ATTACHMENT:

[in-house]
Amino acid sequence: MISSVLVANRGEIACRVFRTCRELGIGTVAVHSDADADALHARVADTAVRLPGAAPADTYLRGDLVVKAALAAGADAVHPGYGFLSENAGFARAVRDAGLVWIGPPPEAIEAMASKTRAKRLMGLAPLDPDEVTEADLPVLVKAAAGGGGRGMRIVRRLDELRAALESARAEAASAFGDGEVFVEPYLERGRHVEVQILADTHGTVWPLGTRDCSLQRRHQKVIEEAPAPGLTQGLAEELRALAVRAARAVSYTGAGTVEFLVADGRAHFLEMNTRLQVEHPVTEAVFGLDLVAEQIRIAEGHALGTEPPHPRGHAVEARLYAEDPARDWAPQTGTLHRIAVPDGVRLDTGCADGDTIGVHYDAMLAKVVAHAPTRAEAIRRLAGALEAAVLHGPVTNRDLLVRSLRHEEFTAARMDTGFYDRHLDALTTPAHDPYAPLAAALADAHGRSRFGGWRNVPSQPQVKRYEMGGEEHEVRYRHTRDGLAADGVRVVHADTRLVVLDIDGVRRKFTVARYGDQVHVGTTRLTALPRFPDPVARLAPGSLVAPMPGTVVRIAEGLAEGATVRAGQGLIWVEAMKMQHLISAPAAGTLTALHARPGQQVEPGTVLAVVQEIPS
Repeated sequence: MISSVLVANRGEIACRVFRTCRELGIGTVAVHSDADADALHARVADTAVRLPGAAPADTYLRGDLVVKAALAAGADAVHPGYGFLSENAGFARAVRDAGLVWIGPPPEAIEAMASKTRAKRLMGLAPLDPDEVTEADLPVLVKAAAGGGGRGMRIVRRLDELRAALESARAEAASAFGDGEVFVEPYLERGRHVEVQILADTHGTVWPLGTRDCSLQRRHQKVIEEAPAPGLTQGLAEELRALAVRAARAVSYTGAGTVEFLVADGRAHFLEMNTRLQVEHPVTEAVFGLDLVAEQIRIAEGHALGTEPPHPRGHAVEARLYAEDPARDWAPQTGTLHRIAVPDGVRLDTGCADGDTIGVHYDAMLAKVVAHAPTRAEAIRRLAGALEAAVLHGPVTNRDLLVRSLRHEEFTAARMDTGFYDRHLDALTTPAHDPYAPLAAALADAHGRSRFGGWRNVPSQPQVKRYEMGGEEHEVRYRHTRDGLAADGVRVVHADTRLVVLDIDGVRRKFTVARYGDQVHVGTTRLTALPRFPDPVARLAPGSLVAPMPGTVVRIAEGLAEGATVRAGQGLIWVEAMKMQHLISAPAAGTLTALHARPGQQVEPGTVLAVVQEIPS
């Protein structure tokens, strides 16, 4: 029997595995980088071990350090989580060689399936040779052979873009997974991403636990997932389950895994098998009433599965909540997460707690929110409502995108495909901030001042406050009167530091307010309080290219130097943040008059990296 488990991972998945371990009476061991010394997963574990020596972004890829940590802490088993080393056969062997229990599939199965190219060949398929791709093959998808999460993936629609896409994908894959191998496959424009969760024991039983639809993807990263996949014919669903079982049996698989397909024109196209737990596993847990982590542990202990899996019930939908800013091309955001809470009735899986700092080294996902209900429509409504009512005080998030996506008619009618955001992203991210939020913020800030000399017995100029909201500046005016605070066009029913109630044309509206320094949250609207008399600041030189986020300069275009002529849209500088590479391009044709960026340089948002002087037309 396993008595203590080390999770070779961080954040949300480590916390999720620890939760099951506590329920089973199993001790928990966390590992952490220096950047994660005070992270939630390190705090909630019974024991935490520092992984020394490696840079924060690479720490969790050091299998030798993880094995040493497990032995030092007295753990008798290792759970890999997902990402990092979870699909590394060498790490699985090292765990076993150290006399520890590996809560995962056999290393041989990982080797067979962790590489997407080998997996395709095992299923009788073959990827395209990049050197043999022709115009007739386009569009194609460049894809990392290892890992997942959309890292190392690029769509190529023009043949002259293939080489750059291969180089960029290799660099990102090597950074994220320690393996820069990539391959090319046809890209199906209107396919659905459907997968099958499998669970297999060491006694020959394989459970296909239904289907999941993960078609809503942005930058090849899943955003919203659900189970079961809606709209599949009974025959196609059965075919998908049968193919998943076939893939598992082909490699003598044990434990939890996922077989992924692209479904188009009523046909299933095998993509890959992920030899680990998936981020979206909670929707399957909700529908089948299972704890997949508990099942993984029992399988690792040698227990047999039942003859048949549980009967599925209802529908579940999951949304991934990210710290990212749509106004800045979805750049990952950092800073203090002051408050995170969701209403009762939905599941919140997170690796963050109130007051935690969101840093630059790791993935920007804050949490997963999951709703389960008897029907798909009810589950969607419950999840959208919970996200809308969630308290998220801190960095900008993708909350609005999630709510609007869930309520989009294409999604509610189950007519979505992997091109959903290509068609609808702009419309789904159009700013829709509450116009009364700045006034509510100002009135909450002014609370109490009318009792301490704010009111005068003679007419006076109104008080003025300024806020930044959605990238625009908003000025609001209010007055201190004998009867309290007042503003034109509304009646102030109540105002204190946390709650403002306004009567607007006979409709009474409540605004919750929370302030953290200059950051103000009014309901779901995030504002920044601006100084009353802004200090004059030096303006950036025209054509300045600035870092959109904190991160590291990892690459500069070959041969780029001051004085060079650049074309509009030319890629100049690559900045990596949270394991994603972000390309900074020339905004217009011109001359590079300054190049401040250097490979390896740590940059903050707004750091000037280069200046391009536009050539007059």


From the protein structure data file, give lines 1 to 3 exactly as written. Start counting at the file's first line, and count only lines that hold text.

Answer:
[in-house]
Amino acid sequence: MISSVLVANRGEIACRVFRTCRELGIGTVAVHSDADADALHARVADTAVRLPGAAPADTYLRGDLVVKAALAAGADAVHPGYGFLSENAGFARAVRDAGLVWIGPPPEAIEAMASKTRAKRLMGLAPLDPDEVTEADLPVLVKAAAGGGGRGMRIVRRLDELRAALESARAEAASAFGDGEVFVEPYLERGRHVEVQILADTHGTVWPLGTRDCSLQRRHQKVIEEAPAPGLTQGLAEELRALAVRAARAVSYTGAGTVEFLVADGRAHFLEMNTRLQVEHPVTEAVFGLDLVAEQIRIAEGHALGTEPPHPRGHAVEARLYAEDPARDWAPQTGTLHRIAVPDGVRLDTGCADGDTIGVHYDAMLAKVVAHAPTRAEAIRRLAGALEAAVLHGPVTNRDLLVRSLRHEEFTAARMDTGFYDRHLDALTTPAHDPYAPLAAALADAHGRSRFGGWRNVPSQPQVKRYEMGGEEHEVRYRHTRDGLAADGVRVVHADTRLVVLDIDGVRRKFTVARYGDQVHVGTTRLTALPRFPDPVARLAPGSLVAPMPGTVVRIAEGLAEGATVRAGQGLIWVEAMKMQHLISAPAAGTLTALHARPGQQVEPGTVLAVVQEIPS
Repeated sequence: MISSVLVANRGEIACRVFRTCRELGIGTVAVHSDADADALHARVADTAVRLPGAAPADTYLRGDLVVKAALAAGADAVHPGYGFLSENAGFARAVRDAGLVWIGPPPEAIEAMASKTRAKRLMGLAPLDPDEVTEADLPVLVKAAAGGGGRGMRIVRRLDELRAALESARAEAASAFGDGEVFVEPYLERGRHVEVQILADTHGTVWPLGTRDCSLQRRHQKVIEEAPAPGLTQGLAEELRALAVRAARAVSYTGAGTVEFLVADGRAHFLEMNTRLQVEHPVTEAVFGLDLVAEQIRIAEGHALGTEPPHPRGHAVEARLYAEDPARDWAPQTGTLHRIAVPDGVRLDTGCADGDTIGVHYDAMLAKVVAHAPTRAEAIRRLAGALEAAVLHGPVTNRDLLVRSLRHEEFTAARMDTGFYDRHLDALTTPAHDPYAPLAAALADAHGRSRFGGWRNVPSQPQVKRYEMGGEEHEVRYRHTRDGLAADGVRVVHADTRLVVLDIDGVRRKFTVARYGDQVHVGTTRLTALPRFPDPVARLAPGSLVAPMPGTVVRIAEGLAEGATVRAGQGLIWVEAMKMQHLISAPAAGTLTALHARPGQQVEPGTVLAVVQEIPS